Pacifica marches against Asian American hate

In response to the surge of attacks, Pacificans are eager for solidarity and change


A group of people marched in Pacifica on Saturday, standing against the ongoing hate crimes and violence targeting Asian Americans in the United States.

The march started at the Pacifica Community Center, where masked participants gathered together to walk with supportive signs across Highway 1 as members of Pacifica’s police force assisted by blocking off approaching traffic on both sides. The group walked along the Linda Mar Beach trail, later wrapping up in Rockaway Beach.

Marchers held homemade signs that had anti-Asian hate messages on them, such as “White supremacy is a virus” and “Racism is not born, it’s taught”.

Four speakers took center stage beforehand to rally against the violence towards the Asian American and Pacific Islander (AAPI) community followed by a brief moment of silence for all of the individuals killed as a result of the attacks, including the eight people who were fatally shot when a gunman opened fire at three massage parlors in Atlanta on March 16.

The speakers included Andy Lie, vice president of the Board of Trustees at the Jefferson Union High School District; David Canepa, president of the San Mateo Board of Supervisors; Julie-Ann Burkhart, a Pacifica resident who has personally encountered racism; and Khrislenn Garino, the president of the Terra Nova Asian Club.

“This past year has probably been the most difficult I can remember as an Asian American in this country,” Lie said. “I don’t remember this type of hatred in racism, not since I was a teen.”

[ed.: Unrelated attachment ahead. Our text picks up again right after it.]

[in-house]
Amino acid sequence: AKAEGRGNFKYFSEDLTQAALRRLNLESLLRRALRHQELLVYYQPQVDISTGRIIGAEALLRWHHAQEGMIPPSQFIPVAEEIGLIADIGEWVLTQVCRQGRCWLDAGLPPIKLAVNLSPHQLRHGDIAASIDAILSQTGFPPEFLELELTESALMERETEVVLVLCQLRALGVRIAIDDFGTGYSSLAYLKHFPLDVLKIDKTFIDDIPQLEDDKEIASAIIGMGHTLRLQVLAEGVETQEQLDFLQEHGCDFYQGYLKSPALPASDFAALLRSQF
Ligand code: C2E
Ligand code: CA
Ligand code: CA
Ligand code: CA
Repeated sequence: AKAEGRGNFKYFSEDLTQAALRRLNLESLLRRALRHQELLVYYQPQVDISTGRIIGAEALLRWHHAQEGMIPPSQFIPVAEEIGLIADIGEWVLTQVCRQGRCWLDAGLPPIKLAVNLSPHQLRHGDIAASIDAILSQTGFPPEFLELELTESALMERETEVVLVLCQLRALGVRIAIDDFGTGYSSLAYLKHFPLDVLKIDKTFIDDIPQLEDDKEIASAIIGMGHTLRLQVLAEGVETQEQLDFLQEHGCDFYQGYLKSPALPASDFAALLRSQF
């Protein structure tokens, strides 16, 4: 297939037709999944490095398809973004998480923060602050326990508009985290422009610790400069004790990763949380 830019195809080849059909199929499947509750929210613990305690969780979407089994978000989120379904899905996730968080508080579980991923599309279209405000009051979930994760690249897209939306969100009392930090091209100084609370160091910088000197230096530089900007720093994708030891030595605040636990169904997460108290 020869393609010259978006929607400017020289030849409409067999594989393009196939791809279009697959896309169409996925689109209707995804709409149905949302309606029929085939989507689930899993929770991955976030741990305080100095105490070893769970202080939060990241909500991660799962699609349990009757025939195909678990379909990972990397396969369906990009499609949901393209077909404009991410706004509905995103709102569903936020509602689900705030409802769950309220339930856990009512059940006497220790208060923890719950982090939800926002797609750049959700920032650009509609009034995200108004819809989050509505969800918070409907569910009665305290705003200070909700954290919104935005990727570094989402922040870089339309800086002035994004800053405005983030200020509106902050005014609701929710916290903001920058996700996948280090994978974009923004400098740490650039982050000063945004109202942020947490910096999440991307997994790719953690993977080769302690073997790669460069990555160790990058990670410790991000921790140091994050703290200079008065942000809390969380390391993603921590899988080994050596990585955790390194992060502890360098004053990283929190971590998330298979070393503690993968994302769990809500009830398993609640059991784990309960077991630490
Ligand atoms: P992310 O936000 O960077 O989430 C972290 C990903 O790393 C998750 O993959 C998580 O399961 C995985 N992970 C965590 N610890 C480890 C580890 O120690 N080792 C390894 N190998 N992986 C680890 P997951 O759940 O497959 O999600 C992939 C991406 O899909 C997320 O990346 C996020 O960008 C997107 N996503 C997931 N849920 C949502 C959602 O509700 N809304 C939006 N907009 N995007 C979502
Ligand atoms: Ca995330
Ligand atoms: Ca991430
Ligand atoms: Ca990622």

Lie, a Pacifica resident for 25 years, recently saw his district release a statement condemning hate and violent acts, along with developing plans for an equity task force.

“As an Asian American, I have faced racism myself as young as six years old, and recently, during this pandemic, I have also faced people telling me to go back to my own country — but the thing is, I grew up here, and I’m an American, so I don’t have a country to go back to,” Burkhart said.

Burkhart says that the recent surge in violence is caused by the COVID-19 pandemic and former President Donald Trump’s nicknames for the virus, which she claimed “scapegoated” the community.

“The Bay Area is one of the most diverse areas,” Canepa said. “Laws have to get stricter, and we have to rise up and beyond hate.”

Canepa is in the process of offering legislation to make San Mateo County a “zero-tolerance hate zone”.

“We must stop Asian hate, but we also must uplift and honor Asian Americans,” Burkhart told the crowd. “Protect Asian lives. Represent Asians across all media and in school education. Elevate Asian accomplishments. Welcome the span of Asian cultures and appreciate Asian roots and heritage.”